Life 5 years after the nation's worst inland oil spill

Jul 23, 2015
Originally published on July 24, 2015 8:29 am

The biggest inland oil spill in U.S. history happened right here in Michigan. Now that five years have passed, we checked in with people who were affected by the spill.

Enbridge Energy’s Line 6B broke open on July 25, 2010. The massive oil spill changed life for a lot of people in the small town of Marshall and along the Kalamazoo River.

We went to downtown Marshall to see how people are feeling these days.

Almost all of the people we talked to remember the overpowering smell of oil in the air. But the people we talked to downtown seem to have moved on.

Many said they thought Enbridge did a pretty good job cleaning up the spill.

But you hear a different story when you get closer to the spill site.

Nobody was closer than Frank Zinn’s family.  Their 440-acre farm has been in the family for generations. The pipeline split open just a couple hundred feet from their farm.

“So all the oil ran across our farm through the creek, everything that escaped the ground zero point,” Zinn says.

Enbridge took over a chunk of the Zinn farm as a staging site for the cleanup.

Zinn says before the spill, they had big dreams for their land.

“Our plans for it were to develop it into a residential vineyard community that was going to be LEED-certified and very environmental, and those plans were all obviously disrupted and destroyed,” he says.

Zinn’s family sued Enbridge and they recently settled. They sold most of the farm to the company.

“When you lose a piece of property that’s been part of your family for over 100 years, you lose something that’s really much more important than you realize,” Zinn says. “It’s almost like a death.”

A long road to recovery

The spill polluted almost 40 miles of the Kalamazoo River. Federal and state officials have said the spill took longer to clean up than anyone expected, because of the nature of the tar sands oil. Most of the oil has been cleaned up (the EPA said a few years ago that more than 1 million gallons of oil were removed from the river). But the state and Enbridge admit it’ll be impossible to get it all.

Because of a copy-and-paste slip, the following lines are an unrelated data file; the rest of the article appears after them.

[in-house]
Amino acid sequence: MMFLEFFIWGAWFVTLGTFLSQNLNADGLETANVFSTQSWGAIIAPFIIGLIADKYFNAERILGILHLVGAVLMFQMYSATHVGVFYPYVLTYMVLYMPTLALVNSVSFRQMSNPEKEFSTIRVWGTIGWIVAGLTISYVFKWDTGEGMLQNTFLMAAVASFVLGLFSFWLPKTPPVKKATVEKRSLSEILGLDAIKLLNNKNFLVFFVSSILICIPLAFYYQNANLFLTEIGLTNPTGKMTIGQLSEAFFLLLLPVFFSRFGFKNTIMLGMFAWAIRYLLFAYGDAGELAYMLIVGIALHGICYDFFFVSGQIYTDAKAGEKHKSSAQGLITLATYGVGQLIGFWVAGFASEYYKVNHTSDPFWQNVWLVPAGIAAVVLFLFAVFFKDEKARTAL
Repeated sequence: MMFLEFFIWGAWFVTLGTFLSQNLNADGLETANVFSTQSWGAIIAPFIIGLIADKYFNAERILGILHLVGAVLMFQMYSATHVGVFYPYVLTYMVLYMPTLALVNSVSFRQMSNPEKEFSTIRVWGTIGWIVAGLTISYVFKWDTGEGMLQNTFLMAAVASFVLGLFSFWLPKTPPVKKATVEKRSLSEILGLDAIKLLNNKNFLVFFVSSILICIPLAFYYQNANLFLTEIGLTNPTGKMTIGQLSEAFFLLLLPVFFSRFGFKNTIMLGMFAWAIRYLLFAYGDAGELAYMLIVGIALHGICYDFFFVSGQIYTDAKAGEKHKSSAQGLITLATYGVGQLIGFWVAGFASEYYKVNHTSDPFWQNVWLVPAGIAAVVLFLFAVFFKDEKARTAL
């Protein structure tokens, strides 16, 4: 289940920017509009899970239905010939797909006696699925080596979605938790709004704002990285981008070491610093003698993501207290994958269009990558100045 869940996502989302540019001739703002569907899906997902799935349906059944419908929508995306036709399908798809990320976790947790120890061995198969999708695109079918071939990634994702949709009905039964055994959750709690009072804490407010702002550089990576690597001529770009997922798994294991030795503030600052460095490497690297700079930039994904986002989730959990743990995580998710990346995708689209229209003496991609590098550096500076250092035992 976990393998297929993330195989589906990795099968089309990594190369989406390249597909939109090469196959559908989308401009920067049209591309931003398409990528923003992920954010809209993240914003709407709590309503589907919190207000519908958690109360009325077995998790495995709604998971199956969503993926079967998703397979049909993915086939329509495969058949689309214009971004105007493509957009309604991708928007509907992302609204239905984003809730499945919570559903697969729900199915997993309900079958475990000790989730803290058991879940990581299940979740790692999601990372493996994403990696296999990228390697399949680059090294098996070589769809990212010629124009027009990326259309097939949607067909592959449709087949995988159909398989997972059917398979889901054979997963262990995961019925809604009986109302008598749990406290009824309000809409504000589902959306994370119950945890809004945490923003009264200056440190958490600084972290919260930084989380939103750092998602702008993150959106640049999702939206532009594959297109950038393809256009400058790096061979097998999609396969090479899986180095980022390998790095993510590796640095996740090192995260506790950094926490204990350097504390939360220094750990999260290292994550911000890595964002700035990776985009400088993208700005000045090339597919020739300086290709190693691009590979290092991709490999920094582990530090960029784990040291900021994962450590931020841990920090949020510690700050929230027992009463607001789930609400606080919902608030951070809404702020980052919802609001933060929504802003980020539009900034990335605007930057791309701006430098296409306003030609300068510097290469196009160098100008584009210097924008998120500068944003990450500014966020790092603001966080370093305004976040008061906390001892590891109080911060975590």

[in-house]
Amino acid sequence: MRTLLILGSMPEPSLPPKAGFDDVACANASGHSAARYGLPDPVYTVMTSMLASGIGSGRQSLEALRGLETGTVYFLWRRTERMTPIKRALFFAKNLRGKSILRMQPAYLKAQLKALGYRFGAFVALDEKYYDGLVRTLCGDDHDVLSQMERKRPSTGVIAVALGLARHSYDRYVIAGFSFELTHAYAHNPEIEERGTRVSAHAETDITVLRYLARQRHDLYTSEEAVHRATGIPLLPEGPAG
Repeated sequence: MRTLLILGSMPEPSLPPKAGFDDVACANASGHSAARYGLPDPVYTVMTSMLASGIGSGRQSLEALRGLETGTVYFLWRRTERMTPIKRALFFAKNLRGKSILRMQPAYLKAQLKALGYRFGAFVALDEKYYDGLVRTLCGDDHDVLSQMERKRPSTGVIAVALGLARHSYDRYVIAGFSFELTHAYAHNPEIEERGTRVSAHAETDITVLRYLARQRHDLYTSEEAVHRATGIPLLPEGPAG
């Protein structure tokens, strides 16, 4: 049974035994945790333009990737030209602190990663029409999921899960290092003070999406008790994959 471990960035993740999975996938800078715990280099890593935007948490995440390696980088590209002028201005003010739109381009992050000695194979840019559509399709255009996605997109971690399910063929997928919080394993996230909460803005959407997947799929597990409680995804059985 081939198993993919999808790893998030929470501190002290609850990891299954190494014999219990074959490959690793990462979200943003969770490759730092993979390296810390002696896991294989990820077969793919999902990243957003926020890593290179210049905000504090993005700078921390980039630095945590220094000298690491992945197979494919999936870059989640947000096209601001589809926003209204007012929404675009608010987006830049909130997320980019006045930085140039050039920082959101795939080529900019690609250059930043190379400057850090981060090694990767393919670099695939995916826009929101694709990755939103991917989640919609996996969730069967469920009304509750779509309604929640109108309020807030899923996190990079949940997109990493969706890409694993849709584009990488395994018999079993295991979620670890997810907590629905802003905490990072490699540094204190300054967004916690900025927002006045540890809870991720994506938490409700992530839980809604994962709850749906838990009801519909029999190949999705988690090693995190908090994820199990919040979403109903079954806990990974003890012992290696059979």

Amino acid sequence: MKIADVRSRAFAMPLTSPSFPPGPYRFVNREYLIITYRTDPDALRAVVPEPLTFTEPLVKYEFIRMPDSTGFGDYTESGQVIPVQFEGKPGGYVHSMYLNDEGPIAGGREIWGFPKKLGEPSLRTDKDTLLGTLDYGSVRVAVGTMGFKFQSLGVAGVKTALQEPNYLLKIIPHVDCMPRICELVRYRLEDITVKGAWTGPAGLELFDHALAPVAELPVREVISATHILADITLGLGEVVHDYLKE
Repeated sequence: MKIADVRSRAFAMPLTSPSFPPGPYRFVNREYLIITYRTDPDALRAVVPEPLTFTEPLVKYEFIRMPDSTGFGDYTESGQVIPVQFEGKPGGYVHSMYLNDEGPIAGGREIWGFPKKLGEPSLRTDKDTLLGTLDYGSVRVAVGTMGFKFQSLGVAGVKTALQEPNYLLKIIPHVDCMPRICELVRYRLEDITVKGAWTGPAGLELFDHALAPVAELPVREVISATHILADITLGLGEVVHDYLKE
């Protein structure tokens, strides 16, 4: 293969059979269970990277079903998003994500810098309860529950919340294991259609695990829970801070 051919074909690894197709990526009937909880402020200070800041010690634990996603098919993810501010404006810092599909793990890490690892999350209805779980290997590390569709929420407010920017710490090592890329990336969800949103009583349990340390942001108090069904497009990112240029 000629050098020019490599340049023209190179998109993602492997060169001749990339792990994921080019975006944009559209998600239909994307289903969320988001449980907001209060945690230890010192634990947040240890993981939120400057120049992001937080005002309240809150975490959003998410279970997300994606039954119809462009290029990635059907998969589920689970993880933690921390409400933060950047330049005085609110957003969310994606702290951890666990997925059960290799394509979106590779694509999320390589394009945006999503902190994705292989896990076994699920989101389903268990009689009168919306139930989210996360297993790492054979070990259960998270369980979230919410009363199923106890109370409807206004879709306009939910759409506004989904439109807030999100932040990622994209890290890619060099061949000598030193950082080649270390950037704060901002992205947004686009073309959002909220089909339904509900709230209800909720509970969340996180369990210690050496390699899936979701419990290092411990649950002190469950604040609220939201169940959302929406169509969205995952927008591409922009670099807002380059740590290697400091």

The federal investigation into the spill found Enbridge failed to maintain the pipeline before it broke. It also compared them to Keystone Cops on the night of the spill.

Jason Manshum is with Enbridge. He says the spill changed the way the company operates.

“It’s driving all of the decisions we make to help make sure that an incident like this doesn’t happen again,” he says.

Manshum also says Enbridge has spent close to $1 billion on the spill so far. The company has recovered $547 million from insurance so far, according to the company's most recent SEC filing.

Tribal concerns

In June, the company reached a settlement with federal and state agencies and tribes.

The Nottawaseppi Huron Band of the Potawatomi was part of that settlement.

Melissa Foerster is a cultural associate with the tribe.

“Our role as women here is to take care of the water,” Foerster says. “Water is spirit and water is life.”

She says they have concerns about the long term health of the river.

“I don’t like to say worry, that’s the opposite of prayer, but there is concern still, continuing, ongoing, for all our waters,” she says.

As part of the settlement, the tribe will be restoring traditional wild rice beds to parts of the Kalamazoo River.

John Rodwan is the environmental director with the Nottawaseppi Huron Band. He says also as part of the settlement, the tribe will be making an inventory of the resources they rely on from the river - something they didn't have before the spill.

"We're reliant on ducks, turtles, medicines that grow along the river," he says. "It'll be used if there's a second spill, so we'll be able to say, 'here's our baseline; here's what's been affected.'"

A better appreciation of the river

At Saylor’s Landing, a group of teenagers toss inner tubes into the Kalamazoo River and jump into them.

Greg Potter has lived in Marshall for 46 years. He likes to fly fish at this spot.

“There were literally years I would be on the water a couple times a week throughout the summer and not see a soul – nobody,” Potter says. “And now it’s unusual to be on the river for very long at all and not see someone come through.”

He says the oil spill was not a good thing. But in the end, he says, it’s made people more aware of the river.

“It took almost losing something to get people’s attention and get them to value what was always there.”

He says people across Michigan are also much more aware of the pipelines that crisscross our state than they were five years ago.

Mark Brush contributed reporting to this story.

*Editor’s Note: Enbridge Energy is a financial supporter of Michigan Radio.

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